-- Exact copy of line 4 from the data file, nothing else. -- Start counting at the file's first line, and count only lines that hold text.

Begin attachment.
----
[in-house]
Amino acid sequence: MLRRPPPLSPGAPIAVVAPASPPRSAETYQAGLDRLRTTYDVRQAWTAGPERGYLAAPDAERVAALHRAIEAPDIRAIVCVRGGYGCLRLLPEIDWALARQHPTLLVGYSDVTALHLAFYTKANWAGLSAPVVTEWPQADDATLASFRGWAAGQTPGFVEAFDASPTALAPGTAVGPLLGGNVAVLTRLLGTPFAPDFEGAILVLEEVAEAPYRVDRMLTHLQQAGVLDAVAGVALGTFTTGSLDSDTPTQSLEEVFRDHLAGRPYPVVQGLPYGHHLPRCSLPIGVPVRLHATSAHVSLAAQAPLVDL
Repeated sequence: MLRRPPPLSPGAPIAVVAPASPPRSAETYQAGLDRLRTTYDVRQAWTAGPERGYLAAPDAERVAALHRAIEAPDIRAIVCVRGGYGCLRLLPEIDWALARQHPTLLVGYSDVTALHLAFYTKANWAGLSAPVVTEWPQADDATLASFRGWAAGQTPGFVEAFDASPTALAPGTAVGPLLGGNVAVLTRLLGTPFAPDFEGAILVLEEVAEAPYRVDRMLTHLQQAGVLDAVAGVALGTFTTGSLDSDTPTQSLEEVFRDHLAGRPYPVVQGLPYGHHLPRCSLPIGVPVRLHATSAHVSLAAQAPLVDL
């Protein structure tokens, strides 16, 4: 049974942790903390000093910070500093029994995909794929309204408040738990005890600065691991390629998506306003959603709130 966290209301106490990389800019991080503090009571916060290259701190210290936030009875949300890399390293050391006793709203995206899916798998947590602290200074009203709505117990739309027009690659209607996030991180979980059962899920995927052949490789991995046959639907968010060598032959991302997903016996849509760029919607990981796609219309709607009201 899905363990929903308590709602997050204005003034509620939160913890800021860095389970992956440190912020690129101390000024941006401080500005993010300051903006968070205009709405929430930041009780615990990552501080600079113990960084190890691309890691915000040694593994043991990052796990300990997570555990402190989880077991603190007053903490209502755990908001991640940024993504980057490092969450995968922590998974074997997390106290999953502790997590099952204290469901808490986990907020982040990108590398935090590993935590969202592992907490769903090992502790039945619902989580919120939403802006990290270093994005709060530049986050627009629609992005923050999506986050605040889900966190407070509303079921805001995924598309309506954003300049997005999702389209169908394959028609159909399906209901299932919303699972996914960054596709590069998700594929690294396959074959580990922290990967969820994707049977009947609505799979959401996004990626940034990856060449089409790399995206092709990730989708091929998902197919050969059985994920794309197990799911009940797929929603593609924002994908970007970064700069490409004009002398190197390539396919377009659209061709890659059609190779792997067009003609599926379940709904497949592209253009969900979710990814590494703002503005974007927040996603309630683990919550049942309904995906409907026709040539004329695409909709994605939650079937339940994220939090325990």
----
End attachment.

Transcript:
């Protein structure tokens, strides 16, 4: 049974942790903390000093910070500093029994995909794929309204408040738990005890600065691991390629998506306003959603709130 966290209301106490990389800019991080503090009571916060290259701190210290936030009875949300890399390293050391006793709203995206899916798998947590602290200074009203709505117990739309027009690659209607996030991180979980059962899920995927052949490789991995046959639907968010060598032959991302997903016996849509760029919607990981796609219309709607009201 899905363990929903308590709602997050204005003034509620939160913890800021860095389970992956440190912020690129101390000024941006401080500005993010300051903006968070205009709405929430930041009780615990990552501080600079113990960084190890691309890691915000040694593994043991990052796990300990997570555990402190989880077991603190007053903490209502755990908001991640940024993504980057490092969450995968922590998974074997997390106290999953502790997590099952204290469901808490986990907020982040990108590398935090590993935590969202592992907490769903090992502790039945619902989580919120939403802006990290270093994005709060530049986050627009629609992005923050999506986050605040889900966190407070509303079921805001995924598309309506954003300049997005999702389209169908394959028609159909399906209901299932919303699972996914960054596709590069998700594929690294396959074959580990922290990967969820994707049977009947609505799979959401996004990626940034990856060449089409790399995206092709990730989708091929998902197919050969059985994920794309197990799911009940797929929603593609924002994908970007970064700069490409004009002398190197390539396919377009659209061709890659059609190779792997067009003609599926379940709904497949592209253009969900979710990814590494703002503005974007927040996603309630683990919550049942309904995906409907026709040539004329695409909709994605939650079937339940994220939090325990």